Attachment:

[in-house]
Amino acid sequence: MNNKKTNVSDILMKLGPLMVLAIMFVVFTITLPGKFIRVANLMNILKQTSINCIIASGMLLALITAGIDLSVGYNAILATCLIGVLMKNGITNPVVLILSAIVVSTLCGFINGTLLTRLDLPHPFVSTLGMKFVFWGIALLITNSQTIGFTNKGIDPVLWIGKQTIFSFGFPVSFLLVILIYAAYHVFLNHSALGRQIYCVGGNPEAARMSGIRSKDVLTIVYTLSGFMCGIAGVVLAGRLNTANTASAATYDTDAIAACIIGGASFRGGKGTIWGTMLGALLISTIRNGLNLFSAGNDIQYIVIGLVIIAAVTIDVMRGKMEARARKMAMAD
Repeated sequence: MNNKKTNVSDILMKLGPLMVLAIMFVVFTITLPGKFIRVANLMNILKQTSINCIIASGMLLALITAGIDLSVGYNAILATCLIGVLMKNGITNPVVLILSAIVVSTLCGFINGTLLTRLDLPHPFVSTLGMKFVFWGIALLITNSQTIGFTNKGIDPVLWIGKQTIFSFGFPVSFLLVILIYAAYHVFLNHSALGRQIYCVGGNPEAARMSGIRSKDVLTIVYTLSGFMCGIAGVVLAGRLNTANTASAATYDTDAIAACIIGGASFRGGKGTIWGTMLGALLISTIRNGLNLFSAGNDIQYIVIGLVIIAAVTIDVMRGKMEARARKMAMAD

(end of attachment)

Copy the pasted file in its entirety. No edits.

[in-house]
Amino acid sequence: MNNKKTNVSDILMKLGPLMVLAIMFVVFTITLPGKFIRVANLMNILKQTSINCIIASGMLLALITAGIDLSVGYNAILATCLIGVLMKNGITNPVVLILSAIVVSTLCGFINGTLLTRLDLPHPFVSTLGMKFVFWGIALLITNSQTIGFTNKGIDPVLWIGKQTIFSFGFPVSFLLVILIYAAYHVFLNHSALGRQIYCVGGNPEAARMSGIRSKDVLTIVYTLSGFMCGIAGVVLAGRLNTANTASAATYDTDAIAACIIGGASFRGGKGTIWGTMLGALLISTIRNGLNLFSAGNDIQYIVIGLVIIAAVTIDVMRGKMEARARKMAMAD
Repeated sequence: MNNKKTNVSDILMKLGPLMVLAIMFVVFTITLPGKFIRVANLMNILKQTSINCIIASGMLLALITAGIDLSVGYNAILATCLIGVLMKNGITNPVVLILSAIVVSTLCGFINGTLLTRLDLPHPFVSTLGMKFVFWGIALLITNSQTIGFTNKGIDPVLWIGKQTIFSFGFPVSFLLVILIYAAYHVFLNHSALGRQIYCVGGNPEAARMSGIRSKDVLTIVYTLSGFMCGIAGVVLAGRLNTANTASAATYDTDAIAACIIGGASFRGGKGTIWGTMLGALLISTIRNGLNLFSAGNDIQYIVIGLVIIAAVTIDVMRGKMEARARKMAMAD